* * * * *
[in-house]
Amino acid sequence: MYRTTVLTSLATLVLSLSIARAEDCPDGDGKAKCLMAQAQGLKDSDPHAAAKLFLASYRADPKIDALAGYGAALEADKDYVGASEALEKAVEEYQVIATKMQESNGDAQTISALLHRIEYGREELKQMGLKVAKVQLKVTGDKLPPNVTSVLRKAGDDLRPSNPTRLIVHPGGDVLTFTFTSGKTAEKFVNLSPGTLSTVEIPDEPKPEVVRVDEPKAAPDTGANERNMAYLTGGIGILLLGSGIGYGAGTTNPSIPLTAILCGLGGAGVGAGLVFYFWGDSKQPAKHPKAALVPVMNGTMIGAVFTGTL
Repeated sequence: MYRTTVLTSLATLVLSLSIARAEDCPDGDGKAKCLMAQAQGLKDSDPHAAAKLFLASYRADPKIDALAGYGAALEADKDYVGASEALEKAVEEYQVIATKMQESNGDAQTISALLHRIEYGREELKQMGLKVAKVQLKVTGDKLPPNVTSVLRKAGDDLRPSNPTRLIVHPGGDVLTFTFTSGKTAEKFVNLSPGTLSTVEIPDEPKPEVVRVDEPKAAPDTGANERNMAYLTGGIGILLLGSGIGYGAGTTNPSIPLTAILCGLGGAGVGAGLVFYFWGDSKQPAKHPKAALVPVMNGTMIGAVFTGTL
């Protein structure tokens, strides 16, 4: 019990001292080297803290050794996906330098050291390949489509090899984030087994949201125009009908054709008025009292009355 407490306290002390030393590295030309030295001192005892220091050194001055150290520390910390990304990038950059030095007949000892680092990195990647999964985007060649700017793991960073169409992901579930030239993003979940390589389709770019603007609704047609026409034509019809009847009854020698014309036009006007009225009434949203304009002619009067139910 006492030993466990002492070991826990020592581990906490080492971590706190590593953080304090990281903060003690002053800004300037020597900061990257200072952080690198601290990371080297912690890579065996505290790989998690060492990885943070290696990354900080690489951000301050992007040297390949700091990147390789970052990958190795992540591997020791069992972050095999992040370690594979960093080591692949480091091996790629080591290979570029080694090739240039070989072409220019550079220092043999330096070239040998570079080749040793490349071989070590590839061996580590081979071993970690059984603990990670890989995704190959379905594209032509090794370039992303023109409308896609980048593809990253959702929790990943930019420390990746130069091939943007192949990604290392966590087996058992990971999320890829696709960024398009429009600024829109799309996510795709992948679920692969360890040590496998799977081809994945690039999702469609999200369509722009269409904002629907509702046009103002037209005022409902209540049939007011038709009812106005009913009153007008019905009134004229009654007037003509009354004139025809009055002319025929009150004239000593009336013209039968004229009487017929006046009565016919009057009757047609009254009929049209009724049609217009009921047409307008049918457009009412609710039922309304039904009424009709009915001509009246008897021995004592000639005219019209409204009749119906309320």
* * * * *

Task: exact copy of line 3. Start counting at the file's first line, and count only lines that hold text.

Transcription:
Repeated sequence: MYRTTVLTSLATLVLSLSIARAEDCPDGDGKAKCLMAQAQGLKDSDPHAAAKLFLASYRADPKIDALAGYGAALEADKDYVGASEALEKAVEEYQVIATKMQESNGDAQTISALLHRIEYGREELKQMGLKVAKVQLKVTGDKLPPNVTSVLRKAGDDLRPSNPTRLIVHPGGDVLTFTFTSGKTAEKFVNLSPGTLSTVEIPDEPKPEVVRVDEPKAAPDTGANERNMAYLTGGIGILLLGSGIGYGAGTTNPSIPLTAILCGLGGAGVGAGLVFYFWGDSKQPAKHPKAALVPVMNGTMIGAVFTGTL